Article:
Nor do I know why the pages of a magazine should be considered to be open to any aspirant who thinks that he can write an article, or why the manager of a magazine should be doomed to read all that may be sent to him. The object of the proprietor is to produce a periodical that shall satisfy the public, which he may probably best do by securing the services of writers of acknowledged ability.
“The Claverings,” The “Pall Mall Gazette,” “Nina Balatka,” And “Linda Tressel”
Tiger looked at him hopefully.
A man who, in his own practice, so vigorously acted up to the principle of losing no time, was likely to adhere to the same rule in the instruction of his pupil. I have no remembrance of the time when I began to learn Greek. I have been told that it was when I was three years old. My earliest recollection on the subject, is that of committing to memory what my father termed Vocables, being lists of common Greek words, with their signification in English, which he wrote out for me on cards. Of grammar, until some years later, I learnt no more than the inflexions of the nouns and verbs, but, after a course of vocables, proceeded at once to translation; and I faintly remember going through AEsop's Fables, the first Greek book which I read. The Anabasis, which I remember better, was the second. I learnt no Latin until my eighth year. At that time I had read, under my father's tuition, a number of Greek prose authors, among whom I remember the whole of Herodotus, and of Xenophon's Cyropaedia and Memorials of Socrates; some of the lives of the philosophers by Diogenes Laertius; part of Lucian, and Isocrates' ad Demonicum and ad Nicoclem. I also read, in 1813, the first six dialogues (in the common arrangement) of Plato, from the Euthyphron to the Theaetetus inclusive: which last dialogue, I venture to think, would have been better omitted, as it was totally impossible I should understand it. But my father, in all his teaching, demanded of me not only the utmost that I could do, but much that I could by no possibility have done. What he was himself willing to undergo for the sake of my instruction, may be judged from the fact, that I went through the whole process of preparing my Greek lessons in the same room and at the same table at which he was writing: and as in those days Greek and English lexicons were not, and I could make no more use of a Greek and Latin lexicon than could be made without having yet begun to learn Latin, I was forced to have recourse to him for the meaning of every word which I did not know. This incessant interruption, he, one of the most impatient of men, submitted to, and wrote under that interruption several volumes of his History and all else that he had to write during those years.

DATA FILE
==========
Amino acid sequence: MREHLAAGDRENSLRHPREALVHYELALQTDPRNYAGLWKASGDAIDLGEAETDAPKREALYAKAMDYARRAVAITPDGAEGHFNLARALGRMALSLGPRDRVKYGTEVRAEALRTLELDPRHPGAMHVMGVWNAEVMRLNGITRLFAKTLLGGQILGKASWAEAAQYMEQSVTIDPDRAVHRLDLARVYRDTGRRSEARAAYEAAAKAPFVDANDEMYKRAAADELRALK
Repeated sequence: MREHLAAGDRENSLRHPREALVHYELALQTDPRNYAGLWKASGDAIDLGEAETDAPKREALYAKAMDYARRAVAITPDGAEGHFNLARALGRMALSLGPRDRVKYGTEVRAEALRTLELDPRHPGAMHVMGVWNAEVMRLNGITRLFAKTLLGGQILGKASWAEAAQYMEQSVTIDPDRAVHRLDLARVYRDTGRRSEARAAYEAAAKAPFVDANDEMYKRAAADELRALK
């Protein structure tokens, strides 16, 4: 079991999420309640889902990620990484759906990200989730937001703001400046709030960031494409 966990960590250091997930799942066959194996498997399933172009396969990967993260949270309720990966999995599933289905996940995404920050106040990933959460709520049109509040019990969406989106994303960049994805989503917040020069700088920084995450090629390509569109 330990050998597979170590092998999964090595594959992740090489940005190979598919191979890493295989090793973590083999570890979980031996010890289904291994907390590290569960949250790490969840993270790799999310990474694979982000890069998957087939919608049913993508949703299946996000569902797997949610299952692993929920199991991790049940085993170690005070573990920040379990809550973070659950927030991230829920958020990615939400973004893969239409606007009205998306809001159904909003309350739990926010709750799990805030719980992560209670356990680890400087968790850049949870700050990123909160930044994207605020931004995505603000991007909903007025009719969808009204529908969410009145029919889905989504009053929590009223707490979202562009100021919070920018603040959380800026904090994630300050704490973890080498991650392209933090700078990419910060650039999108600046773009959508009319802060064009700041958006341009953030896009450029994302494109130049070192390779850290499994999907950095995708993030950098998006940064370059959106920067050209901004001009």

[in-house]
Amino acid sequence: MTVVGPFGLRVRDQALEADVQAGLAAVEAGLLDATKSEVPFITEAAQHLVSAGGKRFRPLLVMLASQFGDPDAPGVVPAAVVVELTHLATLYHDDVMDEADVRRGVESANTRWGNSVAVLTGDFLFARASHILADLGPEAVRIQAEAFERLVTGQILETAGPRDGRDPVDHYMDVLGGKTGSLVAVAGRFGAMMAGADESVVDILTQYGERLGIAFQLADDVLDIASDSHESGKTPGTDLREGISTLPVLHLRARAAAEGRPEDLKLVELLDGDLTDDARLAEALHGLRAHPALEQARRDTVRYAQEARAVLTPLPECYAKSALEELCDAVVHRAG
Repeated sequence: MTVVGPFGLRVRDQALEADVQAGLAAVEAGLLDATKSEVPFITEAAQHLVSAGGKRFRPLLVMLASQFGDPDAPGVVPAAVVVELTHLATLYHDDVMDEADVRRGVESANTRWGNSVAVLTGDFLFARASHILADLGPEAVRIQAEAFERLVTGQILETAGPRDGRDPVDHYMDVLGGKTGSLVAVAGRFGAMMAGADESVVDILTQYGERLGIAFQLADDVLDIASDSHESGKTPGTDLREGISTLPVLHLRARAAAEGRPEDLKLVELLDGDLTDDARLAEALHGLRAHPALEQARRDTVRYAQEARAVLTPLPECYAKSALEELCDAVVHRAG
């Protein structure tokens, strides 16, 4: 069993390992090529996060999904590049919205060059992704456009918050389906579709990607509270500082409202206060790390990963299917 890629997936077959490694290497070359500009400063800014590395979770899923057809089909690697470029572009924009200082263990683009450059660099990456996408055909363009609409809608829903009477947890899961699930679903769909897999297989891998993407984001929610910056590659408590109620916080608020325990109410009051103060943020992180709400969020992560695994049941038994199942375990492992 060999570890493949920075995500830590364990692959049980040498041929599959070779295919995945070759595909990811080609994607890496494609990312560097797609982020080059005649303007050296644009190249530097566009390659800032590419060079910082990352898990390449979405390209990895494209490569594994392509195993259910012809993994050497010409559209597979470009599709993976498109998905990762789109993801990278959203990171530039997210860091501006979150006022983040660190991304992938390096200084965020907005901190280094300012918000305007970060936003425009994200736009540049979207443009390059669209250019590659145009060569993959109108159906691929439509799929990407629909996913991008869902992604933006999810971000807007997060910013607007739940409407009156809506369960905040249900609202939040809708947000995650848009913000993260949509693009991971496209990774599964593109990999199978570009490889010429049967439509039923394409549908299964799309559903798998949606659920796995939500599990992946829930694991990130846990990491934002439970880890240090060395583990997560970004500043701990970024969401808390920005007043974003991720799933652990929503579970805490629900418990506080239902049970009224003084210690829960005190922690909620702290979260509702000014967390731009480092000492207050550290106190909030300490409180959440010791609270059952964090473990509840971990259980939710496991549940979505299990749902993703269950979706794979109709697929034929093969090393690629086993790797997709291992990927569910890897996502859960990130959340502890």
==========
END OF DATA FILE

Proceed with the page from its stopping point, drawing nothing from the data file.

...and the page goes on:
THROUGH HALF-CLOSED eyes Bond looked intently at the torch while for a few precious seconds he sat and let life creep back into his body. His head felt as if it had been used as a football, but there was nothing broken. Drax had hit him unscientifically and with the welter of blows of a drunken man.